The jury could reasonably infer that plaintiff was negligent in failing to observe for unsafe conditions. In the daylight conditions, he had as much opportunity to observe for icy conditions and to take precautions to avoid injuring himself as defendants had to inspect their driveway overnight and to salt or remove the ice. Whether or not plaintiff should have taken a safer route, such as walking on the grass to avoid the sleek condition of the sloped driveway, or otherwise walked more cautiously, was a question of fact for the jury to consider. There was no error in allowing the jury to make that factual determination.
Plaintiff also argues that the jury's award of $30,000 in non-economic pain and suffering damages was a manifest denial of justice in light of his injuries, continuing pain and disability, and need for future medical treatment. The Supreme Court has repeatedly held that our system of civil justice depends on the jury's evaluation of particular facts in an individual case and its subjective, unscientific assessment of a fair amount of compensation for non-economic damages. See, e.g., Jastram v. Kruse, 197 N.J. 216, 229 (2008) ("the evaluation of damages is a matter uniquely reposed in the jury's good judgment"); Johnson v. Scaccetti, 192 N.J. 256, 281 (2007) (to set aside a jury's damages award, "[t]he verdict must be 'wide of the mark' and pervaded by a sense of 'wrongness'") (quoting State v. Johnson, 42 N.J. 146, 162 (1964)); Caldwell v. Haynes, 136 N.J. 422, 432 (1994) (in assessing the amount of damages awarded, the evidence must be viewed in the light most favorable to the party that opposes a motion for a new trial); Baxter v. Fairmont Food Co., 74 N.J. 588, 597 (1977) ("The judgment of the initial factfinder . . . is entitled to very considerable respect."). For the court to set aside a jury's award, the verdict must "constitute a manifest injustice that shocks the judicial conscience." Carey v. Lovett, 132 N.J. 44, 66 (1993).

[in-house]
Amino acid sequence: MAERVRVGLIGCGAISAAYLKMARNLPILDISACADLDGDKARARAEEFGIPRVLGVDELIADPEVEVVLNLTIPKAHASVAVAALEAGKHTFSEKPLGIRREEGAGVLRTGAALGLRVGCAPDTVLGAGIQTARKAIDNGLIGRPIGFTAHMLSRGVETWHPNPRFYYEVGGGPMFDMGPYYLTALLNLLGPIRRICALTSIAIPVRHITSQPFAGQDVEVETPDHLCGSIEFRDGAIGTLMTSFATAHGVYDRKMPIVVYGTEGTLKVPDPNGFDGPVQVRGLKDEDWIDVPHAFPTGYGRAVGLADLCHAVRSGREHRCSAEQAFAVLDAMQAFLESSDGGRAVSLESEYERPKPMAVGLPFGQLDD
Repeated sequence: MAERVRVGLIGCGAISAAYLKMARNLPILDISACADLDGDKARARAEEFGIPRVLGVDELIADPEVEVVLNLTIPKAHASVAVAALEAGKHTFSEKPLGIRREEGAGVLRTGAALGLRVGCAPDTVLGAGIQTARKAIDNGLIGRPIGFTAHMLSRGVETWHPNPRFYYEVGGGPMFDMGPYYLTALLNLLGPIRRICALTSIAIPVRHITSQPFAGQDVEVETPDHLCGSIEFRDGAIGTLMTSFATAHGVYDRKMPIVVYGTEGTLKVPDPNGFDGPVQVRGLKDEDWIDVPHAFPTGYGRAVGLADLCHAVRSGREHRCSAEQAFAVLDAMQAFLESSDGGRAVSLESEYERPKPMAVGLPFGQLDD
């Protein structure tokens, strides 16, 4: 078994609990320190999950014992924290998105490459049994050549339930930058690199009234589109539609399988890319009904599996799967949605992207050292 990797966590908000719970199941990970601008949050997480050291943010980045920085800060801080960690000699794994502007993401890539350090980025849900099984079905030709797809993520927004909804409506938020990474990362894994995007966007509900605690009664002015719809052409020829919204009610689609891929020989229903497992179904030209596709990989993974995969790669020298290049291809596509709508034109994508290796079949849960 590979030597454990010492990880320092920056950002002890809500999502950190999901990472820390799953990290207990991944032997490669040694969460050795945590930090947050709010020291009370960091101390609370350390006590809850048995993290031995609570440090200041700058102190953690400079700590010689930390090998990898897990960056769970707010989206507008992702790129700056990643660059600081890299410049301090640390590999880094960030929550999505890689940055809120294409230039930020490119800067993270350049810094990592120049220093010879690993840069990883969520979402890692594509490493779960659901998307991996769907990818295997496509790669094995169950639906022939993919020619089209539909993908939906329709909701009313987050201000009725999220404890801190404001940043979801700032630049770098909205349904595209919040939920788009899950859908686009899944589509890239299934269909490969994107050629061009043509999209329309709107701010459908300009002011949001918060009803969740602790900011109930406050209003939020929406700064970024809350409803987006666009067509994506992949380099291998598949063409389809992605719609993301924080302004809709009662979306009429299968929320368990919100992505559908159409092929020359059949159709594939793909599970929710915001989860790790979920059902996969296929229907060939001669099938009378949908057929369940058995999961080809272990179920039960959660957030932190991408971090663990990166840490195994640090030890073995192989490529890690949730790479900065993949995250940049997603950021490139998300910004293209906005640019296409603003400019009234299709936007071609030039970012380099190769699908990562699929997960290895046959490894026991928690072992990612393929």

The Court recently returned to the subject in He v. Miller, ___ N.J. ___ (2011), in the context of a trial court's authority to grant a remittitur of a jury's verdict. It said: "The trial court should not disturb the jury's award unless it is 'so disproportionate to the injury and resulting disability as to shock the conscience and [convince the court] that to sustain the award would be manifestly unjust.'" Id. at ___ (slip op. at 34-35) (quoting Baxter, supra, 74 N.J. at 604).
Not only must the trial court defer to the jury's findings and conclusions, an appellate court must defer to the trial court's "first-hand 'feel of the case' as it bears on an analysis of whether the jury's verdict was motivated by improper influences." He, supra, ___ N.J. at ___ (slip op. at 36) (quoting Pellicer v. St. Barnabas Hosp., 200 N.J. 22, 58 (2009)).
Recently in Kozma v. Starbucks Coffee Co., 412 N.J. Super. 319 (App. Div. 2010), we declined to set aside a jury's verdict of zero damages for a slip on ice despite the jury's finding that defendant was sixty percent negligent and responsible for the accident. We also affirmed the trial court's denial of a motion for a new trial or an additur.
Here, we see no abuse of discretion in denial of plaintiff's motion for a new trial on non-economic damages or for an additur. The jury observed plaintiff in the courtroom and was aware that he was again working at his job as a telephone technician, accepting overtime and more arduous tasks than previously. It was also aware that other medical conditions not attributable to the slip and fall afflicted plaintiff. The award of $30,000 is not so far out of an acceptable range for his slip and fall that it shocks the judicial conscience.